The name of the Alto Adige Wine Route makes its intention clear – so, combined with a stop at the Tiefenbrunner Schlosskellerei Turmhof, one of the wine estates in Kurtatsch, it is an ideal goal for wine-loving bikers.
  • Salurn: Ansitz CEO stately residence
    Those who prefer to explore Alto Adige’s Unterland region by bike, rather than its Überetsch area, can take the cycle path from Auer to Salurn past vineyards and wineries – although “past” can (and should) also mean stopping off for a wine tasting, for example at the Ansitz CEO in Salurn.
  • Völs am Schlern: Prackfol wine estate
    For those who prefer a more Alpine experience, the Oachner Höfeweg (farm trail) below the Schlern massif is the place to be. The trail with its difficult name runs through vineyards located at altitudes of 600 metres and more that offer a magnificent (over)view: of the wine itself and of the landscapes in the very heart of Alto Adige. And, to savour it all a little longer, make a detour to the Prackfol wine estate.
Crystal-clear air, glowing colours, fine wine
Crystal-clear air, glowing colours, fine wine
Wine tours as camping trips

Those who prefer a more leisurely experience and want to take a few home comforts on their journey should consider an autumn camping trip to Alto Adige. Wine lovers will find numerous wineries here where they can park up their motorhomes and take a wine break.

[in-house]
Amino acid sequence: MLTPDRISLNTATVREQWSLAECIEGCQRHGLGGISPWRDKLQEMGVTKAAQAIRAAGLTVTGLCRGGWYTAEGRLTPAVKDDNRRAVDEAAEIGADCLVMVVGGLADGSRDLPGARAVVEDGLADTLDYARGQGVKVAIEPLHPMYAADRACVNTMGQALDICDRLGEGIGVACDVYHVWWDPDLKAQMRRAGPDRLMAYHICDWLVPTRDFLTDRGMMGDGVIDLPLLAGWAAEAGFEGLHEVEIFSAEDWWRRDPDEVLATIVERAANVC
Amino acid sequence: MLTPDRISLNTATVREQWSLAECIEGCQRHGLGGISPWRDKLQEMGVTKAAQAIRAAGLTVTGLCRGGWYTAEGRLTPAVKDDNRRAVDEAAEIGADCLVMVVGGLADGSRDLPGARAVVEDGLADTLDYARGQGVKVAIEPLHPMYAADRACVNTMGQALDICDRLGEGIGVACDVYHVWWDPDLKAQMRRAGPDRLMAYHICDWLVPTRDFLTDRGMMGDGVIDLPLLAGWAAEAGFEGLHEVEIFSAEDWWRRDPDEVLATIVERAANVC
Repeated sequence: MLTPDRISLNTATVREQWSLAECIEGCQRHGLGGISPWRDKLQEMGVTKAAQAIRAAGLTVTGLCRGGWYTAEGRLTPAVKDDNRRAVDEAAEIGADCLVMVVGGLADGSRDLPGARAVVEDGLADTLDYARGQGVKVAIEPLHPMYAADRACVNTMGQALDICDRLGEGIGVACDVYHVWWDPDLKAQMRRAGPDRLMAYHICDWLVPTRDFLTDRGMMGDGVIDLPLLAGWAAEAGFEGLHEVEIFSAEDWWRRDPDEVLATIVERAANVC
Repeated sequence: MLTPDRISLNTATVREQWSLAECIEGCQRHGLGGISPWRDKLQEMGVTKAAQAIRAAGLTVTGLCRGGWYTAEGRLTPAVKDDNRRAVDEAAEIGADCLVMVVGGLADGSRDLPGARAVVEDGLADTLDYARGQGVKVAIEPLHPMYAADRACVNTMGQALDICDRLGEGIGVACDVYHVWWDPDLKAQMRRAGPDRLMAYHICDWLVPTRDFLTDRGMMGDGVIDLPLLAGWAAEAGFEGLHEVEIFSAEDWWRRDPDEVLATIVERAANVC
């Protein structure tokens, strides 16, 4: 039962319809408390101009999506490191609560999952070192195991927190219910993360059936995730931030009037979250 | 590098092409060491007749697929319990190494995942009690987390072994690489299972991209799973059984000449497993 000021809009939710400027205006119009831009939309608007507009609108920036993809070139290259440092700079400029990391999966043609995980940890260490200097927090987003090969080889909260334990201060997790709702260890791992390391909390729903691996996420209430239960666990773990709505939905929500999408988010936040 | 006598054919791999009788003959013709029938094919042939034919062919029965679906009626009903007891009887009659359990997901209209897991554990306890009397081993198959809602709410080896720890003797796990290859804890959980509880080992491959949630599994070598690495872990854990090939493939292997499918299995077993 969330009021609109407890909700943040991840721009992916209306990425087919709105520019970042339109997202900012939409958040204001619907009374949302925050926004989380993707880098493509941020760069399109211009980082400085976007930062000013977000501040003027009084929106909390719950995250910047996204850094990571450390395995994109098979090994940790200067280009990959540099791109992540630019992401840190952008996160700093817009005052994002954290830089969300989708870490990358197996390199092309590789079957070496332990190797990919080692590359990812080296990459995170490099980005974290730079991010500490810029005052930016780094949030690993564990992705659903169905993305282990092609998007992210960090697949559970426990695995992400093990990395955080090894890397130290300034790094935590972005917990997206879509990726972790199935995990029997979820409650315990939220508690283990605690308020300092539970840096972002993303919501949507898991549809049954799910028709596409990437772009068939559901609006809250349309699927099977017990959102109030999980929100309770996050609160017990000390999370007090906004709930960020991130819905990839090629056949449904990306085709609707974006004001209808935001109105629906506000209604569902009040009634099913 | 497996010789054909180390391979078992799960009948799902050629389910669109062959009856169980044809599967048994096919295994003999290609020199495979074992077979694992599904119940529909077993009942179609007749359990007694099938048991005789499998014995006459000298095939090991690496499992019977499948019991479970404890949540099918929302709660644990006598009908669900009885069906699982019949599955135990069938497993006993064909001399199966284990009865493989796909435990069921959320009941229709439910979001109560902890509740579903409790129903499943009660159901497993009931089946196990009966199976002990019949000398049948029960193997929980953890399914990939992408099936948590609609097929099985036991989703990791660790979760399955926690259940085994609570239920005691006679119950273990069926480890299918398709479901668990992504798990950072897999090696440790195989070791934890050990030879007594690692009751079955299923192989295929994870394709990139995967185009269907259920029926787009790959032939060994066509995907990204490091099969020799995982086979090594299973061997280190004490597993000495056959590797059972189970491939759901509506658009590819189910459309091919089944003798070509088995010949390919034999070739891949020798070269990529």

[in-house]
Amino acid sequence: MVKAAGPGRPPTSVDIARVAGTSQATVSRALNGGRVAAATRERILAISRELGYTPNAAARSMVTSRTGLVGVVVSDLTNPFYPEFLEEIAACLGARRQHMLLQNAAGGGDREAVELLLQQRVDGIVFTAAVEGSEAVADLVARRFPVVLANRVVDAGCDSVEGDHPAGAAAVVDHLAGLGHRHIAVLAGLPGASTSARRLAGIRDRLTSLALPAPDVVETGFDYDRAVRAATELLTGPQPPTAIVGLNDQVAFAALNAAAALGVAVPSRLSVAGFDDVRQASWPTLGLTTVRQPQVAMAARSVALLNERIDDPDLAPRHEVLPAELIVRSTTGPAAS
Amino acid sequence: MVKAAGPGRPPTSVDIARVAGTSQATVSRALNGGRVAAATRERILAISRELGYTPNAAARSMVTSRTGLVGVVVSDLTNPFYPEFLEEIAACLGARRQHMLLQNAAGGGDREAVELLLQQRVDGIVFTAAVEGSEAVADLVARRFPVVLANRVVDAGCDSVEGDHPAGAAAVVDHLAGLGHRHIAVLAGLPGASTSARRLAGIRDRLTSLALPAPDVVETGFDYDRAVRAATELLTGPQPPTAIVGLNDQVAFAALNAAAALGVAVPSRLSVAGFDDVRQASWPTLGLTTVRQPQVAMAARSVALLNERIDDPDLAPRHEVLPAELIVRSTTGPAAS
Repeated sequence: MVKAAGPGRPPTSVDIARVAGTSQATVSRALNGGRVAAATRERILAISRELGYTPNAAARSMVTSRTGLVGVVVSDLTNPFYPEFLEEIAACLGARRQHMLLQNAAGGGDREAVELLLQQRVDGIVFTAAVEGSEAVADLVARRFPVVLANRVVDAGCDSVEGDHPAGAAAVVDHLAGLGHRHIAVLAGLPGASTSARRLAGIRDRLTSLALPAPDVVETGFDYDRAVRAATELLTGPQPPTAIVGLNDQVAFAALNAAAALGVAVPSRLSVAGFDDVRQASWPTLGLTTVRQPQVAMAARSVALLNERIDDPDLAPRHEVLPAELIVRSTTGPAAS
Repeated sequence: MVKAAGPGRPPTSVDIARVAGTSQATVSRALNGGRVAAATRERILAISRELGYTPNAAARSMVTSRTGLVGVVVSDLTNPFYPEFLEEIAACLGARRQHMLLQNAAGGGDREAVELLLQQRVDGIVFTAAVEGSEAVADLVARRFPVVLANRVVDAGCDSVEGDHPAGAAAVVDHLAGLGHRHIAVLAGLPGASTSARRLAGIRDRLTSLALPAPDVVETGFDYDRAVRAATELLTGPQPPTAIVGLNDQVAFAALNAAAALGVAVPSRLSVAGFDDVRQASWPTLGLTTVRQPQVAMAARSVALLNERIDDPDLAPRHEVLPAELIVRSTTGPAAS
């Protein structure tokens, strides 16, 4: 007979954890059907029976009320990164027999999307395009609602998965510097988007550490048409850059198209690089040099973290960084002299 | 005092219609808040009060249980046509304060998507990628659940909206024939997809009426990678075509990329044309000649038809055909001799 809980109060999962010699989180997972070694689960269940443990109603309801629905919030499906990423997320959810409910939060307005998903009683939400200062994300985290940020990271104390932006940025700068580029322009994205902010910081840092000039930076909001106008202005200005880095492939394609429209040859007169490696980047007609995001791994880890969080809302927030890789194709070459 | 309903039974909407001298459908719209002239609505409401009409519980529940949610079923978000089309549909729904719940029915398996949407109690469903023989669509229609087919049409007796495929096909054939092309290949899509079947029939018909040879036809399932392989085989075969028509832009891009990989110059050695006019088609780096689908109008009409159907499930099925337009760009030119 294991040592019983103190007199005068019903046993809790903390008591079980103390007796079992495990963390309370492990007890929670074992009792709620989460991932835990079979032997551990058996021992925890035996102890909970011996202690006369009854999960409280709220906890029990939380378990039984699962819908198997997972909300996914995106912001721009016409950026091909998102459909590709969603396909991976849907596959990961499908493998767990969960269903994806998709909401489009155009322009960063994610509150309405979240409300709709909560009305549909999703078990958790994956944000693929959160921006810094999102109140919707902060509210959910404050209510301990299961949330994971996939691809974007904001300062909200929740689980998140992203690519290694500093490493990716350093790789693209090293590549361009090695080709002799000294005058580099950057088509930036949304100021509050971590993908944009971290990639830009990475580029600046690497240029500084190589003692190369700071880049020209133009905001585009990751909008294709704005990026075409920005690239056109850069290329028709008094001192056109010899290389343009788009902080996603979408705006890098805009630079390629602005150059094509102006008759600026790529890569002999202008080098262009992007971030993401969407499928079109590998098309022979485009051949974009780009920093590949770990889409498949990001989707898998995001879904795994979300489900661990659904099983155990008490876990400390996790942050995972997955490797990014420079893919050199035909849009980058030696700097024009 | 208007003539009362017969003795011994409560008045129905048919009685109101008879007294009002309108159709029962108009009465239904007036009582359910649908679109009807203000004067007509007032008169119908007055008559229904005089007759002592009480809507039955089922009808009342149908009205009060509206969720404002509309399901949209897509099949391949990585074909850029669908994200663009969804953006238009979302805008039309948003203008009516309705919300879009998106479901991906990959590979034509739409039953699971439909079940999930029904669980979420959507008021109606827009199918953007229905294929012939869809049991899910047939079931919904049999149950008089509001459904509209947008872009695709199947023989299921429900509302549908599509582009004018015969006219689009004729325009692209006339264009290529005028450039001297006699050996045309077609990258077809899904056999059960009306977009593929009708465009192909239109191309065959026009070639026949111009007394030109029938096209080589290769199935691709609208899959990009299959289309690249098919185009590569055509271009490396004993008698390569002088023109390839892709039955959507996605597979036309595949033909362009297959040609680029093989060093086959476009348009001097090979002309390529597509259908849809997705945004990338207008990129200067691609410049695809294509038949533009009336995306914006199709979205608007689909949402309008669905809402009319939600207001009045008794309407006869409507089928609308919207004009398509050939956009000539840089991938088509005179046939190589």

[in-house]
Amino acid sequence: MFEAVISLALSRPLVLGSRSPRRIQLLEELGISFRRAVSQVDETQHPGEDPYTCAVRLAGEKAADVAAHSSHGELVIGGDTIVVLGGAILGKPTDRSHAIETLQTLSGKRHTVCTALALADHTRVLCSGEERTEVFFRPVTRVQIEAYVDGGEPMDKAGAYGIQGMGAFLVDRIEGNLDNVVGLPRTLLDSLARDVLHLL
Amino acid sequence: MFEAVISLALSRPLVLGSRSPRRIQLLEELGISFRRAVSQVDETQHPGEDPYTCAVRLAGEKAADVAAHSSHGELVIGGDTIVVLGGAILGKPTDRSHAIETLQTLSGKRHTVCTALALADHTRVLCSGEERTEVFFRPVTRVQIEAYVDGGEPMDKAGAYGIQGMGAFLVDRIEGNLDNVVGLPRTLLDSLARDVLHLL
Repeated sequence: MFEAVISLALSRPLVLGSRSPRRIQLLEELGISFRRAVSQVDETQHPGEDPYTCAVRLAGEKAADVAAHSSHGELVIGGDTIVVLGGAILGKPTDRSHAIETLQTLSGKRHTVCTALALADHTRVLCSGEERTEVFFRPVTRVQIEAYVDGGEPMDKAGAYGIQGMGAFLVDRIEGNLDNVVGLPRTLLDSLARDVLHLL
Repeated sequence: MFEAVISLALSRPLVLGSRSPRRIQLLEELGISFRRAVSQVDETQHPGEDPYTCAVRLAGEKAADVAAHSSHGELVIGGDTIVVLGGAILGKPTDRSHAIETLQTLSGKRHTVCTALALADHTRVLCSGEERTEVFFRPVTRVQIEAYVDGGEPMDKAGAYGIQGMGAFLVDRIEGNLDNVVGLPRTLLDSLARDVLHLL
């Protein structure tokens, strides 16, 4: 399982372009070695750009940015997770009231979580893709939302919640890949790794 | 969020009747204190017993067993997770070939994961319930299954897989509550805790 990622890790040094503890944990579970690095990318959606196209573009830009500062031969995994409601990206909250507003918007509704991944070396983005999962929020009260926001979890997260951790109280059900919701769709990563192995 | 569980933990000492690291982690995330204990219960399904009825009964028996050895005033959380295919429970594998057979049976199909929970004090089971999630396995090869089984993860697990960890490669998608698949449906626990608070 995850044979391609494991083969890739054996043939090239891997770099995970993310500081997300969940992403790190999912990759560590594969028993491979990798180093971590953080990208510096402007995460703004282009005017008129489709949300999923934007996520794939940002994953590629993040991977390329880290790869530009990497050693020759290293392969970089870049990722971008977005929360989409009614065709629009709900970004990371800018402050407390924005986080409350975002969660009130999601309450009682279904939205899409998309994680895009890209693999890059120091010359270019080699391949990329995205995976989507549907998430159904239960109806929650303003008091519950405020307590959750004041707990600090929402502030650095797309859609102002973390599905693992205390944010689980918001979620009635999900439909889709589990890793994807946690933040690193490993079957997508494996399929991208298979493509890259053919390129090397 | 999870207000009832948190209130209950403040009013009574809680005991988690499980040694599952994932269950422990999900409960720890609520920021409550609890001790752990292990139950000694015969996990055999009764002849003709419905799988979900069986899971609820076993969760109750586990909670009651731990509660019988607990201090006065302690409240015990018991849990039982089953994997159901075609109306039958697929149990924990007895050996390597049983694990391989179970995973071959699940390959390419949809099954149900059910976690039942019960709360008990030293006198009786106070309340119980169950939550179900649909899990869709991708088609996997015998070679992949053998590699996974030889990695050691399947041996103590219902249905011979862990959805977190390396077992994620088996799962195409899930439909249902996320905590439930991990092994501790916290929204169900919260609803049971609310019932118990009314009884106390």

It is the variety here that makes Alto Adige’s wine country so special: there are vineyards down in the valleys, along the hillsides and even some that can only be reached via steep mountain roads. There is also a wide range of white and red varieties; small estates and large wineries, young winegrowers and those with centuries of tradition behind them. All can be explored on an autumn camping trip!

  • Brixen: Villscheiderhof estate and farmhouse inn
    Traditional Eisacktal cuisine served up by the winegrowers themselves: the Villscheiderhof farmhouse inn near Brixen combines the best of both worlds – which is actually only one.
  • Brixen: Manni Nössing
    Picturesquely situated above Brixen, the Hoandlhof winery is the workplace of the man known as “Mr Kerner”, Manni Nössing. This former livestock farm has been an independent wine estate since 1999.
  • Girlan/Eppan: Cantina Colerenzio
    One of the most recent wine cooperatives, the Cantina Colterenzio in Girlan has nonetheless been in business for over 60 years now. Not only has the cooperative’s base grown from 26 to 300 winegrowing families over these six decades, but so too has the winery’s reputation.
  • Kaltern: Thomas Pichler winery
    Thomas Pichler from Kaltern is a winemaker who likes to go his very own way – as he has been successfully doing since 2003.
  • Naturns: Falkenstein winery
    The vineyards of the Falkenstein winery are located at between 600 and 900 metres above sea level on the slopes of the Sonnenberg mountain above Naturns. They not only provide the raw material for the estate’s own wines, but also for the types of single-varietal grappa that they distil themselves.
  • Terlan: Kornell winery
    The roots of the Kornell wine estate, like those of the Muri-Gries monastery winery, go deep. The estate can look back on 700 years of winemaking tradition, so a stop here is a must for wine lovers with a sense of history.
  • Unterrain: Cora winery
    The vineyards of the Cora Hof, a small but sophisticated winery, cover just half a hectare and produce Merlot and Goldmuskateller grapes. The estate is located near St. Pauls, one of the major wine villages of the Überetsch region.